Tribunal Criminal Tribunal for the Former Yugoslavia

Page 43559

 1                           Friday, 15 November 2013

 2                           [Open session]

 3                           [The accused entered court]

 4                           [The witness takes the stand]

 5                           --- Upon commencing at 9.03 a.m.

 6             JUDGE KWON:  Good morning, everyone.

 7             Yes, Mr. Karadzic, please continue.

 8             THE ACCUSED: [Interpretation] Good morning, Your Excellencies.

 9     Good morning, everyone.

10                           WITNESS:  VOJISLAV KUPRESANIN [Resumed]

11                           [Witness answered through interpreter]

12                           Re-examination by Mr. Karadzic: [Continued]

13        Q.   [Interpretation] Good morning, Mr. Kupresanin.

14        A.   Good morning.

15        Q.   If we can just make slightly longer breaks, please.  You were

16     asked and you answered about the influence, that is to say, the autonomy

17     of the Autonomous Region of Krajina, so I will ask you to have a look at

18     one document which you sent.  It's 1D9862.

19        A.   There's nothing on the screen here.

20        Q.   Please have a look at this.  It's 1992.  I can't see the exact

21     date but it's somewhere here.  The 10th of July it seems.

22             THE INTERPRETER:  The 10th of August, interpreter's correction.

23             THE ACCUSED: [Interpretation] Or perhaps it's earlier.  I can't

24     see it but we'll see.  Perhaps the 1st of August.  Yes.

25             MR. KARADZIC: [Interpretation]

Page 43560

 1        Q.   Please look at what your proposal was with regard to these people

 2     and can you please tell the Chamber how much of this proposal was

 3     adopted.  You proposed --

 4             THE ACCUSED: [Interpretation] Could we please scroll down or turn

 5     into the following page in the Serbian version.  And in English also,

 6     please.

 7             MR. KARADZIC: [Interpretation]

 8        Q.   You proposed Nedeljko Lajic, Colonel Subotic, and Petar Markovic.

 9     Were all three of them in the government?

10        A.   Can you repeat, please.  Petar Markovic, yes.  Subotic, yes.  And

11     who else did you say, Lajic?

12        Q.   Yes, the minister of transportation.

13        A.   Yes, yes, they were in the government.

14        Q.   Thank you.  And up on the page we can see that you proposed

15     Bijelic Slobodan, Jovo Todorovic, Vukasin Basic, Nenad Balaban, and up

16     there Radoslav Brdjanin for construction works.  Somebody else as well,

17     Nikola Herceg for the government.  Were all these people in the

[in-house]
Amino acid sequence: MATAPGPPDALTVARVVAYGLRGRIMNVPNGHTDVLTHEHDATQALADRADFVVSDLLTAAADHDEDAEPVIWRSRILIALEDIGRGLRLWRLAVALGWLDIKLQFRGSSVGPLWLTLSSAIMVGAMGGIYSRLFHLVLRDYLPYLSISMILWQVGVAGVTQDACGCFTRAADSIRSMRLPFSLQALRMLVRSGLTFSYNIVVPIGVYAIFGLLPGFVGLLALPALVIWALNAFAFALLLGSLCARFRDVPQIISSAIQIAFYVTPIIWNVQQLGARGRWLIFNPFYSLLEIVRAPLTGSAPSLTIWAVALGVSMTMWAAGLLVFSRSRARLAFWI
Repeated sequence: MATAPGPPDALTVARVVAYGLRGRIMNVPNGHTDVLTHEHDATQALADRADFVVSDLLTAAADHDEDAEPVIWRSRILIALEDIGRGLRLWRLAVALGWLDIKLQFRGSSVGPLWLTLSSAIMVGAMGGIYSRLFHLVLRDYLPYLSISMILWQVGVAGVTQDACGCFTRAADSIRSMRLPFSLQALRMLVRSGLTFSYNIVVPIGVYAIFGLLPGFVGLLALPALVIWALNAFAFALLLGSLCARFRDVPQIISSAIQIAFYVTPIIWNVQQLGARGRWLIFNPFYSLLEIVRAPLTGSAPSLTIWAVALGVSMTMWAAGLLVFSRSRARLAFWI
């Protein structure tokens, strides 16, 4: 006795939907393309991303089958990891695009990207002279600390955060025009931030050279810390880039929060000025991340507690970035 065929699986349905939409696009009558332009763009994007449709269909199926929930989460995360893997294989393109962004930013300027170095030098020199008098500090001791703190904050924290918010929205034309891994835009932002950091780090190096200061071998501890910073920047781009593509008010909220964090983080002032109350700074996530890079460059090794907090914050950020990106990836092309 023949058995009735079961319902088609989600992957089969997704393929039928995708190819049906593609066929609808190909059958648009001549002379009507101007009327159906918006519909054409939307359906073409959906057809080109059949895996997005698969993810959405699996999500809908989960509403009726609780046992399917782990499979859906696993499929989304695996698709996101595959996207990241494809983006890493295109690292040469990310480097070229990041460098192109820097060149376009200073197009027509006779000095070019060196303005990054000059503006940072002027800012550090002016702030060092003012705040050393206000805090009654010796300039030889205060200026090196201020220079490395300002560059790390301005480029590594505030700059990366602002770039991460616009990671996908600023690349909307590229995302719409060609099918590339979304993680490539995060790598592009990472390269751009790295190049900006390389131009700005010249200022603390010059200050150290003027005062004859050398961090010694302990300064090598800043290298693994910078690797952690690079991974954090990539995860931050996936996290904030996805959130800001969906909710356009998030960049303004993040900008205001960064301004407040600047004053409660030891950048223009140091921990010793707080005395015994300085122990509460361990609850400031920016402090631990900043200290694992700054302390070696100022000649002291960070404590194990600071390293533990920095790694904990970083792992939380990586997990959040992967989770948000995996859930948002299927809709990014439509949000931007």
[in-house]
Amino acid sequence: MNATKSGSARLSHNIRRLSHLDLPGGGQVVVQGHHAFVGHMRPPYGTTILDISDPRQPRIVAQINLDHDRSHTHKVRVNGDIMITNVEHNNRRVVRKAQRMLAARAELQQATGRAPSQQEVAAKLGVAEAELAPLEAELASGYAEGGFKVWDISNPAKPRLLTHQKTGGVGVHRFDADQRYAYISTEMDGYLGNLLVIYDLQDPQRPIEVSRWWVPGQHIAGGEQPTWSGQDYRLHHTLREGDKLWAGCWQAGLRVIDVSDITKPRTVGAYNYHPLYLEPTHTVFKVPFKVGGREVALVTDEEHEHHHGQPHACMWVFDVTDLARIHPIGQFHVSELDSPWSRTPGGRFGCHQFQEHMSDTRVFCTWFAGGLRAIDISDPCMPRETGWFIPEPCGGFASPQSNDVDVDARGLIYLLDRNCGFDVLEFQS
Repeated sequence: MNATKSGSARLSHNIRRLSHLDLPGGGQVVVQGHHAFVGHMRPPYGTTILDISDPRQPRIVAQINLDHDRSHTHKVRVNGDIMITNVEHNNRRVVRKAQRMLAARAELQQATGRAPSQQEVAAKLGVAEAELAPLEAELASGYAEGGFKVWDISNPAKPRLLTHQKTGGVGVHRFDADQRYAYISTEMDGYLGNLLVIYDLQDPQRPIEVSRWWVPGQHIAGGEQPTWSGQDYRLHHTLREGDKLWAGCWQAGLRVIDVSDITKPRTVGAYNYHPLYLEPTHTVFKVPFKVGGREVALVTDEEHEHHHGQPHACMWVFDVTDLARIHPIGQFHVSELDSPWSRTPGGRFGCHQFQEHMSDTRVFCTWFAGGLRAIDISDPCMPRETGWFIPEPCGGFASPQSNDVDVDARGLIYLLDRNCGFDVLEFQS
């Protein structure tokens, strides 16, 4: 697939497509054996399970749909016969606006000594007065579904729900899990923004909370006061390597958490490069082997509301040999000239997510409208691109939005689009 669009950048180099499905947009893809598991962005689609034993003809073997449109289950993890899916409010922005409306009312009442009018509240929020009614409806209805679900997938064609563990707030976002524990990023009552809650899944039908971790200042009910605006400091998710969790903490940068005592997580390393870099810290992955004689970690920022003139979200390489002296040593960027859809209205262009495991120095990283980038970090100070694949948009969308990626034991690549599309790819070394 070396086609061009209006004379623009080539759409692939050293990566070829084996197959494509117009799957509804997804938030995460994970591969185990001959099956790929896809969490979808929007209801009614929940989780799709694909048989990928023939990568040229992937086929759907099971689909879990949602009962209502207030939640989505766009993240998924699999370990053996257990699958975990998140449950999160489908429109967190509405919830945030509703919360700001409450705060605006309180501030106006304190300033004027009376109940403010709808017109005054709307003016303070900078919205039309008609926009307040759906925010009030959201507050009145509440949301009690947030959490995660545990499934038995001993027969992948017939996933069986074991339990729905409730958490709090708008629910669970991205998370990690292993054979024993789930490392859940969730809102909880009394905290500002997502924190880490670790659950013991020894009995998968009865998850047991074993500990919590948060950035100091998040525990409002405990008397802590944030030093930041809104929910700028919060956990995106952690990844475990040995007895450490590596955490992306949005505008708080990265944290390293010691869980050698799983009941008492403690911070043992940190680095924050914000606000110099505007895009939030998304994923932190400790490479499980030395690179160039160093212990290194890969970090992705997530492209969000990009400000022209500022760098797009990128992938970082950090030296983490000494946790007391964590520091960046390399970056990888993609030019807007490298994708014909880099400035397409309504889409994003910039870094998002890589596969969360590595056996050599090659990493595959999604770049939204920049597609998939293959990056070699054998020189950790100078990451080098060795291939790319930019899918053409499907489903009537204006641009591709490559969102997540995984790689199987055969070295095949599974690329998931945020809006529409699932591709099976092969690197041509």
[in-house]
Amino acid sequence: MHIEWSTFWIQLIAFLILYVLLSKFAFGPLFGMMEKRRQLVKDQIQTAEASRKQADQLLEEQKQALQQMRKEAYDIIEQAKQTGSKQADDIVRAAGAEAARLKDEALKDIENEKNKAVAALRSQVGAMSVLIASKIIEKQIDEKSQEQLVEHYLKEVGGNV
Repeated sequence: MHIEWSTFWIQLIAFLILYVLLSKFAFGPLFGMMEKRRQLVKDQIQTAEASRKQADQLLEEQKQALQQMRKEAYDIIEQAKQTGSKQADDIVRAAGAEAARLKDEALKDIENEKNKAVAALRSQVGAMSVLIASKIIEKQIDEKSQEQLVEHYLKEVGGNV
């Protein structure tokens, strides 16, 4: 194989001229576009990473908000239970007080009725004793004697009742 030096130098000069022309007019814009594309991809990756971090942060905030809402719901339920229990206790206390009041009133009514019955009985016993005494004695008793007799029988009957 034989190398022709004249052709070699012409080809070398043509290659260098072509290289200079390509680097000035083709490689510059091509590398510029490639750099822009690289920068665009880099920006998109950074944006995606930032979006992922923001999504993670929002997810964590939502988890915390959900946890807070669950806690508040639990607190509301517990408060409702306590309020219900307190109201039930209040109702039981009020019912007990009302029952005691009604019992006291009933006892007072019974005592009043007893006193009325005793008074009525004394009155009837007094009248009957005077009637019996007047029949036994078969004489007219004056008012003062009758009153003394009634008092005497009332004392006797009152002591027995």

18     government and were these wishes of the Autonomous Region of Krajina

19     taken into account?

20        A.   I think that our agreement on the founding of the

21     Republika Srpska and constituting of the Assembly was that regions would

22     be equally represented in the top organs, that is to say, the government

23     and the ministries of Republika Srpska, and that was honoured.  We had no

24     objections.  All the people we proposed were appointed to the relevant

25     ministries and relevant posts.

Page 43561

 1        Q.   Thank you.

 2             THE ACCUSED: [Interpretation] Can this document be admitted?

 3             JUDGE KWON:  Yes.

 4             THE REGISTRAR:  Exhibit D4026, Your Honours.

 5             MR. KARADZIC: [Interpretation]

 6        Q.   In cross-examination it was suggested to you that the goal of

 7     regionalisation was to break up Bosnia and Herzegovina.  Can you tell us,

 8     first of all, until when did Bosnia-Herzegovina de facto and de jure

 9     continue to be an integral part of Yugoslavia?

10        A.   I think until April or May it was a part of Yugoslavia.  Perhaps

11     it was May, the 5th of May, I'm not sure.

12        Q.   You mean when did it stop being in Yugoslavia when it was

13     admitted to the UN?

14        A.   We could put it that way.  I think it was admitted on the

15     6th of April, wasn't it?

16        Q.   On the 6th of May it was acknowledged and in late May it was

17     admitted to the UN.

18        A.   And I did not understand your question.  Up until was Bosnia --

19        Q.   De facto and de jure a part of Yugoslavia?

20        A.   Correct, until it became independent and until it was recognised

21     by the UN.

22             JUDGE KWON:  Yes, Mr. Tieger.

23             MR. TIEGER:  Let's bear in mind this is not a dialogue between

24     Mr. Karadzic and the witness, where the witness can put questions to

25     Mr. Karadzic, who can then answer them and they can continue.  So

Page 43562

 1     Dr. Karadzic needs to refrain from providing the witness with helpful

 2     information that advances the answers he's looking for.

 3             JUDGE KWON:  Yes.  Let's continue.

 4             THE ACCUSED: [Interpretation] Thank you.

 5             MR. KARADZIC: [Interpretation]

 6        Q.   But the dates themselves are undisputed.  This is why I wanted to

 7     touch on this.

 8             Mr. Kupresanin, when did the talks and activities about

 9     regionalisation begin in 1991?  That is to say, when that happened, was

10     Bosnia then still an integral part of Yugoslavia and its constitutional

11     and legal system?

12        A.   Yes.